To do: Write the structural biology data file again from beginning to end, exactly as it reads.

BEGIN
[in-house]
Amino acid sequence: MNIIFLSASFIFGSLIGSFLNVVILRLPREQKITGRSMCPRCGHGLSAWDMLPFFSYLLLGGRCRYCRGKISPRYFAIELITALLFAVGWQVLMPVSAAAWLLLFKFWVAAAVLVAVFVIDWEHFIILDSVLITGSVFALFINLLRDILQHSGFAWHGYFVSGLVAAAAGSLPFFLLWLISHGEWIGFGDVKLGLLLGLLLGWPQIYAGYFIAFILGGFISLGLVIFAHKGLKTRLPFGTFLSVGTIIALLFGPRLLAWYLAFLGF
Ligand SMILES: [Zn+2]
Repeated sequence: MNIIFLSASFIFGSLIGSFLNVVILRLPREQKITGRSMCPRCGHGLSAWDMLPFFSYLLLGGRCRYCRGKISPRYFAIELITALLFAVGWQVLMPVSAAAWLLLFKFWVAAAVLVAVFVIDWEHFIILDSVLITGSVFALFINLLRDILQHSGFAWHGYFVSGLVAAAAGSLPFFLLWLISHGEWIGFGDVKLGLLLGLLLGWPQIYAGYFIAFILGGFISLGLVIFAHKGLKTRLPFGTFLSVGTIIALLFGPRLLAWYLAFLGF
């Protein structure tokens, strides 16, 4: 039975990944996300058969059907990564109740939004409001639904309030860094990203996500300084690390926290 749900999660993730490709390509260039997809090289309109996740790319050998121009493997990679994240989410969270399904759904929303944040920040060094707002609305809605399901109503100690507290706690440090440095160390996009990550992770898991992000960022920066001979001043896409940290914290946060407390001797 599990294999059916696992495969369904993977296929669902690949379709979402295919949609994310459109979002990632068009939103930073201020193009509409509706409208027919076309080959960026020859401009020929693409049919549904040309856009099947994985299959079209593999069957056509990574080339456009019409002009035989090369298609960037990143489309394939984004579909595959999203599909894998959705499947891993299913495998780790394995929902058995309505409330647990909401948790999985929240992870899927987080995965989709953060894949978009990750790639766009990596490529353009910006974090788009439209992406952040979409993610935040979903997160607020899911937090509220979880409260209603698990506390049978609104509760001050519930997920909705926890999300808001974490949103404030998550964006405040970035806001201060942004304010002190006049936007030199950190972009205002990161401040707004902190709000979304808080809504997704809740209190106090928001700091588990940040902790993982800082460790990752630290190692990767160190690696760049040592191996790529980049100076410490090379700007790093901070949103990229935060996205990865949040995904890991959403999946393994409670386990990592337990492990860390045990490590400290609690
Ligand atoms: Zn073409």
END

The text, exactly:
[in-house]
Amino acid sequence: MNIIFLSASFIFGSLIGSFLNVVILRLPREQKITGRSMCPRCGHGLSAWDMLPFFSYLLLGGRCRYCRGKISPRYFAIELITALLFAVGWQVLMPVSAAAWLLLFKFWVAAAVLVAVFVIDWEHFIILDSVLITGSVFALFINLLRDILQHSGFAWHGYFVSGLVAAAAGSLPFFLLWLISHGEWIGFGDVKLGLLLGLLLGWPQIYAGYFIAFILGGFISLGLVIFAHKGLKTRLPFGTFLSVGTIIALLFGPRLLAWYLAFLGF
Ligand SMILES: [Zn+2]
Repeated sequence: MNIIFLSASFIFGSLIGSFLNVVILRLPREQKITGRSMCPRCGHGLSAWDMLPFFSYLLLGGRCRYCRGKISPRYFAIELITALLFAVGWQVLMPVSAAAWLLLFKFWVAAAVLVAVFVIDWEHFIILDSVLITGSVFALFINLLRDILQHSGFAWHGYFVSGLVAAAAGSLPFFLLWLISHGEWIGFGDVKLGLLLGLLLGWPQIYAGYFIAFILGGFISLGLVIFAHKGLKTRLPFGTFLSVGTIIALLFGPRLLAWYLAFLGF
């Protein structure tokens, strides 16, 4: 039975990944996300058969059907990564109740939004409001639904309030860094990203996500300084690390926290 749900999660993730490709390509260039997809090289309109996740790319050998121009493997990679994240989410969270399904759904929303944040920040060094707002609305809605399901109503100690507290706690440090440095160390996009990550992770898991992000960022920066001979001043896409940290914290946060407390001797 599990294999059916696992495969369904993977296929669902690949379709979402295919949609994310459109979002990632068009939103930073201020193009509409509706409208027919076309080959960026020859401009020929693409049919549904040309856009099947994985299959079209593999069957056509990574080339456009019409002009035989090369298609960037990143489309394939984004579909595959999203599909894998959705499947891993299913495998780790394995929902058995309505409330647990909401948790999985929240992870899927987080995965989709953060894949978009990750790639766009990596490529353009910006974090788009439209992406952040979409993610935040979903997160607020899911937090509220979880409260209603698990506390049978609104509760001050519930997920909705926890999300808001974490949103404030998550964006405040970035806001201060942004304010002190006049936007030199950190972009205002990161401040707004902190709000979304808080809504997704809740209190106090928001700091588990940040902790993982800082460790990752630290190692990767160190690696760049040592191996790529980049100076410490090379700007790093901070949103990229935060996205990865949040995904890991959403999946393994409670386990990592337990492990860390045990490590400290609690
Ligand atoms: Zn073409």